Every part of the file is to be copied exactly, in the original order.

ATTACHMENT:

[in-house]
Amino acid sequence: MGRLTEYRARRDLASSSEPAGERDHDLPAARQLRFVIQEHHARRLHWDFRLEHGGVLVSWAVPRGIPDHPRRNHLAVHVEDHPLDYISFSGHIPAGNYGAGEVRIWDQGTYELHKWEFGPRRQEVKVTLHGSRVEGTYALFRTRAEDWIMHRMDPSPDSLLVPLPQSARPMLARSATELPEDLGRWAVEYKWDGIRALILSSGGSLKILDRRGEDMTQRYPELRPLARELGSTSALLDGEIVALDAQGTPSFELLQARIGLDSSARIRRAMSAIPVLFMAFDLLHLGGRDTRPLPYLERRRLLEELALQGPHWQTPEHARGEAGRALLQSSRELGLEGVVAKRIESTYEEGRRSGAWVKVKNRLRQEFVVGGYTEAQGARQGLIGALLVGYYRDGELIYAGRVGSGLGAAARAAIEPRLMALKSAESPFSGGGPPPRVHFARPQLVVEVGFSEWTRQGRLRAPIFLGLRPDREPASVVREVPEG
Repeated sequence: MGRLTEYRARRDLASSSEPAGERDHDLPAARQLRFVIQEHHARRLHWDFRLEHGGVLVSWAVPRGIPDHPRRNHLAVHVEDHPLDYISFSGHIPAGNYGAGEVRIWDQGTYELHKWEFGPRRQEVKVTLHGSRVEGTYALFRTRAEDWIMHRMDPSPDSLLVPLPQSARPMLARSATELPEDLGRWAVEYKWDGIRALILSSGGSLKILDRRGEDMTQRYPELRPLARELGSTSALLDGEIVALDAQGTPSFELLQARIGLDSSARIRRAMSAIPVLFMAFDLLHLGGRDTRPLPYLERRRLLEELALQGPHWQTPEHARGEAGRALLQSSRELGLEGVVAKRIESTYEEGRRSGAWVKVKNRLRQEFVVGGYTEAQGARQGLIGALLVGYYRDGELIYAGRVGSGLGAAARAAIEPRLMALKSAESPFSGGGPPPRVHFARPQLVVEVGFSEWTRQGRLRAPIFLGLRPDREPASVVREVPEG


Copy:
[in-house]
Amino acid sequence: MGRLTEYRARRDLASSSEPAGERDHDLPAARQLRFVIQEHHARRLHWDFRLEHGGVLVSWAVPRGIPDHPRRNHLAVHVEDHPLDYISFSGHIPAGNYGAGEVRIWDQGTYELHKWEFGPRRQEVKVTLHGSRVEGTYALFRTRAEDWIMHRMDPSPDSLLVPLPQSARPMLARSATELPEDLGRWAVEYKWDGIRALILSSGGSLKILDRRGEDMTQRYPELRPLARELGSTSALLDGEIVALDAQGTPSFELLQARIGLDSSARIRRAMSAIPVLFMAFDLLHLGGRDTRPLPYLERRRLLEELALQGPHWQTPEHARGEAGRALLQSSRELGLEGVVAKRIESTYEEGRRSGAWVKVKNRLRQEFVVGGYTEAQGARQGLIGALLVGYYRDGELIYAGRVGSGLGAAARAAIEPRLMALKSAESPFSGGGPPPRVHFARPQLVVEVGFSEWTRQGRLRAPIFLGLRPDREPASVVREVPEG
Repeated sequence: MGRLTEYRARRDLASSSEPAGERDHDLPAARQLRFVIQEHHARRLHWDFRLEHGGVLVSWAVPRGIPDHPRRNHLAVHVEDHPLDYISFSGHIPAGNYGAGEVRIWDQGTYELHKWEFGPRRQEVKVTLHGSRVEGTYALFRTRAEDWIMHRMDPSPDSLLVPLPQSARPMLARSATELPEDLGRWAVEYKWDGIRALILSSGGSLKILDRRGEDMTQRYPELRPLARELGSTSALLDGEIVALDAQGTPSFELLQARIGLDSSARIRRAMSAIPVLFMAFDLLHLGGRDTRPLPYLERRRLLEELALQGPHWQTPEHARGEAGRALLQSSRELGLEGVVAKRIESTYEEGRRSGAWVKVKNRLRQEFVVGGYTEAQGARQGLIGALLVGYYRDGELIYAGRVGSGLGAAARAAIEPRLMALKSAESPFSGGGPPPRVHFARPQLVVEVGFSEWTRQGRLRAPIFLGLRPDREPASVVREVPEG